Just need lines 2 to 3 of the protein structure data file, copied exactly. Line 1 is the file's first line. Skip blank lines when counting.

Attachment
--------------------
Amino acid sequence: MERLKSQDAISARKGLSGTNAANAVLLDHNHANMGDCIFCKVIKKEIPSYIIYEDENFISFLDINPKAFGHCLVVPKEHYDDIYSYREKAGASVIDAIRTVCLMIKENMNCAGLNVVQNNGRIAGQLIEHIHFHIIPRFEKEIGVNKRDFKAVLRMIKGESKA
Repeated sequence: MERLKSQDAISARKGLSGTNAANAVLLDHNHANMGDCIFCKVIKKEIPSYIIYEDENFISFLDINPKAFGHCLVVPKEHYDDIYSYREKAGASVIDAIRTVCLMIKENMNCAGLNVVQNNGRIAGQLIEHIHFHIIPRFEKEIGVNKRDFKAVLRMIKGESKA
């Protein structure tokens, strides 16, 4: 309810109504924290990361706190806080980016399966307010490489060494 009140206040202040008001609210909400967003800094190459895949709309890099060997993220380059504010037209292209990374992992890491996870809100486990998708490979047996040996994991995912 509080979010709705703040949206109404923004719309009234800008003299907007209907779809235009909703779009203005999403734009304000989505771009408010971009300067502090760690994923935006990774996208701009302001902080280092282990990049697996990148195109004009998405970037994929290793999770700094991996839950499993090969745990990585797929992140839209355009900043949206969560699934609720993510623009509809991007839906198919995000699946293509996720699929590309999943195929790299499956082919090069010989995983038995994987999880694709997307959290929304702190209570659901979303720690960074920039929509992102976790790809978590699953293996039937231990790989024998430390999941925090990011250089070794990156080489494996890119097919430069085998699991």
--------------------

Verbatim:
Repeated sequence: MERLKSQDAISARKGLSGTNAANAVLLDHNHANMGDCIFCKVIKKEIPSYIIYEDENFISFLDINPKAFGHCLVVPKEHYDDIYSYREKAGASVIDAIRTVCLMIKENMNCAGLNVVQNNGRIAGQLIEHIHFHIIPRFEKEIGVNKRDFKAVLRMIKGESKA
């Protein structure tokens, strides 16, 4: 309810109504924290990361706190806080980016399966307010490489060494 009140206040202040008001609210909400967003800094190459895949709309890099060997993220380059504010037209292209990374992992890491996870809100486990998708490979047996040996994991995912 509080979010709705703040949206109404923004719309009234800008003299907007209907779809235009909703779009203005999403734009304000989505771009408010971009300067502090760690994923935006990774996208701009302001902080280092282990990049697996990148195109004009998405970037994929290793999770700094991996839950499993090969745990990585797929992140839209355009900043949206969560699934609720993510623009509809991007839906198919995000699946293509996720699929590309999943195929790299499956082919090069010989995983038995994987999880694709997307959290929304702190209570659901979303720690960074920039929509992102976790790809978590699953293996039937231990790989024998430390999941925090990011250089070794990156080489494996890119097919430069085998699991």